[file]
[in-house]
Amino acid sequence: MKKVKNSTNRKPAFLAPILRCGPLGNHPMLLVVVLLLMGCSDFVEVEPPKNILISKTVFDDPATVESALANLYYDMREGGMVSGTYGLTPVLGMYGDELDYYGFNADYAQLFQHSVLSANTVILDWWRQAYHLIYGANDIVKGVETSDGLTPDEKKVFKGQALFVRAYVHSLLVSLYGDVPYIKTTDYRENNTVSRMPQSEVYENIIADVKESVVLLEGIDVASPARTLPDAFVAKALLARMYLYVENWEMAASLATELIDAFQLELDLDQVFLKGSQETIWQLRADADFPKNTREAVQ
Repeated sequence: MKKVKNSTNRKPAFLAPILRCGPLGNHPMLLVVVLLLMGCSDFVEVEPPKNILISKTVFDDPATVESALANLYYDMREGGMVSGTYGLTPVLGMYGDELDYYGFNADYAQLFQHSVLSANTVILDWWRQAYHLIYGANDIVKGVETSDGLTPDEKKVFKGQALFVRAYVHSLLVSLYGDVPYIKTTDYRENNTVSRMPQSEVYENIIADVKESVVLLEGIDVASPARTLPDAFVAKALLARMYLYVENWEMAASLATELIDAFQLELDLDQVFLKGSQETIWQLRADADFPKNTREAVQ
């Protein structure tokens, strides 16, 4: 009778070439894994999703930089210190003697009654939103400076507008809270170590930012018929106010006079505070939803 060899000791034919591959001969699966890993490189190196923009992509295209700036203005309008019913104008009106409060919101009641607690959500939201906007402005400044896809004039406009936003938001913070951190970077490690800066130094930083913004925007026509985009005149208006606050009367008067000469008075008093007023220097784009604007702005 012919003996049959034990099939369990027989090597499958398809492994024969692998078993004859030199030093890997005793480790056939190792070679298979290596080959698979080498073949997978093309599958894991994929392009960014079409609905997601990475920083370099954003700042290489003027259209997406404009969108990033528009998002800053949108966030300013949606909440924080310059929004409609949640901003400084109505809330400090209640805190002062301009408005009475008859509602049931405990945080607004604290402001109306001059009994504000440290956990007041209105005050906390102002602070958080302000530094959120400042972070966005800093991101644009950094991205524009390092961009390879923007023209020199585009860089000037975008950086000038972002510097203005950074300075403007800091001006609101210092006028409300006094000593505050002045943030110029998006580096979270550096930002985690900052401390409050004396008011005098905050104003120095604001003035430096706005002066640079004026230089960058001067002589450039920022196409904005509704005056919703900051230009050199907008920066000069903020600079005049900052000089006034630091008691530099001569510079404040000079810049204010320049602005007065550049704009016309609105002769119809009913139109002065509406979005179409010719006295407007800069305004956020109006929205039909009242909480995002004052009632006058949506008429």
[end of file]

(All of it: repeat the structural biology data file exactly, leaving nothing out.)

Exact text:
[in-house]
Amino acid sequence: MKKVKNSTNRKPAFLAPILRCGPLGNHPMLLVVVLLLMGCSDFVEVEPPKNILISKTVFDDPATVESALANLYYDMREGGMVSGTYGLTPVLGMYGDELDYYGFNADYAQLFQHSVLSANTVILDWWRQAYHLIYGANDIVKGVETSDGLTPDEKKVFKGQALFVRAYVHSLLVSLYGDVPYIKTTDYRENNTVSRMPQSEVYENIIADVKESVVLLEGIDVASPARTLPDAFVAKALLARMYLYVENWEMAASLATELIDAFQLELDLDQVFLKGSQETIWQLRADADFPKNTREAVQ
Repeated sequence: MKKVKNSTNRKPAFLAPILRCGPLGNHPMLLVVVLLLMGCSDFVEVEPPKNILISKTVFDDPATVESALANLYYDMREGGMVSGTYGLTPVLGMYGDELDYYGFNADYAQLFQHSVLSANTVILDWWRQAYHLIYGANDIVKGVETSDGLTPDEKKVFKGQALFVRAYVHSLLVSLYGDVPYIKTTDYRENNTVSRMPQSEVYENIIADVKESVVLLEGIDVASPARTLPDAFVAKALLARMYLYVENWEMAASLATELIDAFQLELDLDQVFLKGSQETIWQLRADADFPKNTREAVQ
């Protein structure tokens, strides 16, 4: 009778070439894994999703930089210190003697009654939103400076507008809270170590930012018929106010006079505070939803 060899000791034919591959001969699966890993490189190196923009992509295209700036203005309008019913104008009106409060919101009641607690959500939201906007402005400044896809004039406009936003938001913070951190970077490690800066130094930083913004925007026509985009005149208006606050009367008067000469008075008093007023220097784009604007702005 012919003996049959034990099939369990027989090597499958398809492994024969692998078993004859030199030093890997005793480790056939190792070679298979290596080959698979080498073949997978093309599958894991994929392009960014079409609905997601990475920083370099954003700042290489003027259209997406404009969108990033528009998002800053949108966030300013949606909440924080310059929004409609949640901003400084109505809330400090209640805190002062301009408005009475008859509602049931405990945080607004604290402001109306001059009994504000440290956990007041209105005050906390102002602070958080302000530094959120400042972070966005800093991101644009950094991205524009390092961009390879923007023209020199585009860089000037975008950086000038972002510097203005950074300075403007800091001006609101210092006028409300006094000593505050002045943030110029998006580096979270550096930002985690900052401390409050004396008011005098905050104003120095604001003035430096706005002066640079004026230089960058001067002589450039920022196409904005509704005056919703900051230009050199907008920066000069903020600079005049900052000089006034630091008691530099001569510079404040000079810049204010320049602005007065550049704009016309609105002769119809009913139109002065509406979005179409010719006295407007800069305004956020109006929205039909009242909480995002004052009632006058949506008429």